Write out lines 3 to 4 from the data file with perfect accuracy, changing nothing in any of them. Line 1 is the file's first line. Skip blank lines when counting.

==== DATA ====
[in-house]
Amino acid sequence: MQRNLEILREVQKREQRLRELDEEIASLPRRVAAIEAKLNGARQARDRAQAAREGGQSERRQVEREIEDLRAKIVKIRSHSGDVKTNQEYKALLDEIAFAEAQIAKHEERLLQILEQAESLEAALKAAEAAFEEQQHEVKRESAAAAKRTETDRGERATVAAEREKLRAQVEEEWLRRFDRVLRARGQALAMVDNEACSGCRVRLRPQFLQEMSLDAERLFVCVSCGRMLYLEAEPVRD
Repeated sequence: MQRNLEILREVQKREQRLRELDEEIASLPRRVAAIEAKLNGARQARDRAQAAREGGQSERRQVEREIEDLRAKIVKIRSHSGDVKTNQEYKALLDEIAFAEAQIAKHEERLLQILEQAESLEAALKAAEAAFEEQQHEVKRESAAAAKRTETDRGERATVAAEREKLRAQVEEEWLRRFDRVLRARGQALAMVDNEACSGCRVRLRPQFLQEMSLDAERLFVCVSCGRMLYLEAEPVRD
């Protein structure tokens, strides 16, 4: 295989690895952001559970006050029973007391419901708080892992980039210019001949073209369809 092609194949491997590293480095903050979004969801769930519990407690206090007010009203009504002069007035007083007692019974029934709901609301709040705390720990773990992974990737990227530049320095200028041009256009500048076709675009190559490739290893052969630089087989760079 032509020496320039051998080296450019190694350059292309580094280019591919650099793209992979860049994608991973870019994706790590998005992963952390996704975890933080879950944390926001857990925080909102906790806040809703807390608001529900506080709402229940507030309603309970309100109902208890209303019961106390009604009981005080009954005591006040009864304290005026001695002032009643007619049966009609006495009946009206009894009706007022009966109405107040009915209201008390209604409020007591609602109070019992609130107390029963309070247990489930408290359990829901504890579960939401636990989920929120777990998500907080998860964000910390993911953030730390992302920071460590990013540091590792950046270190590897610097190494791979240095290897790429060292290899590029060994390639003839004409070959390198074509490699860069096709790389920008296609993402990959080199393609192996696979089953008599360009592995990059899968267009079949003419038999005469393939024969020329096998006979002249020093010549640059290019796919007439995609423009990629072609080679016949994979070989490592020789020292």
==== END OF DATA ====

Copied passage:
Repeated sequence: MQRNLEILREVQKREQRLRELDEEIASLPRRVAAIEAKLNGARQARDRAQAAREGGQSERRQVEREIEDLRAKIVKIRSHSGDVKTNQEYKALLDEIAFAEAQIAKHEERLLQILEQAESLEAALKAAEAAFEEQQHEVKRESAAAAKRTETDRGERATVAAEREKLRAQVEEEWLRRFDRVLRARGQALAMVDNEACSGCRVRLRPQFLQEMSLDAERLFVCVSCGRMLYLEAEPVRD
């Protein structure tokens, strides 16, 4: 295989690895952001559970006050029973007391419901708080892992980039210019001949073209369809 092609194949491997590293480095903050979004969801769930519990407690206090007010009203009504002069007035007083007692019974029934709901609301709040705390720990773990992974990737990227530049320095200028041009256009500048076709675009190559490739290893052969630089087989760079 032509020496320039051998080296450019190694350059292309580094280019591919650099793209992979860049994608991973870019994706790590998005992963952390996704975890933080879950944390926001857990925080909102906790806040809703807390608001529900506080709402229940507030309603309970309100109902208890209303019961106390009604009981005080009954005591006040009864304290005026001695002032009643007619049966009609006495009946009206009894009706007022009966109405107040009915209201008390209604409020007591609602109070019992609130107390029963309070247990489930408290359990829901504890579960939401636990989920929120777990998500907080998860964000910390993911953030730390992302920071460590990013540091590792950046270190590897610097190494791979240095290897790429060292290899590029060994390639003839004409070959390198074509490699860069096709790389920008296609993402990959080199393609192996696979089953008599360009592995990059899968267009079949003419038999005469393939024969020329096998006979002249020093010549640059290019796919007439995609423009990629072609080679016949994979070989490592020789020292």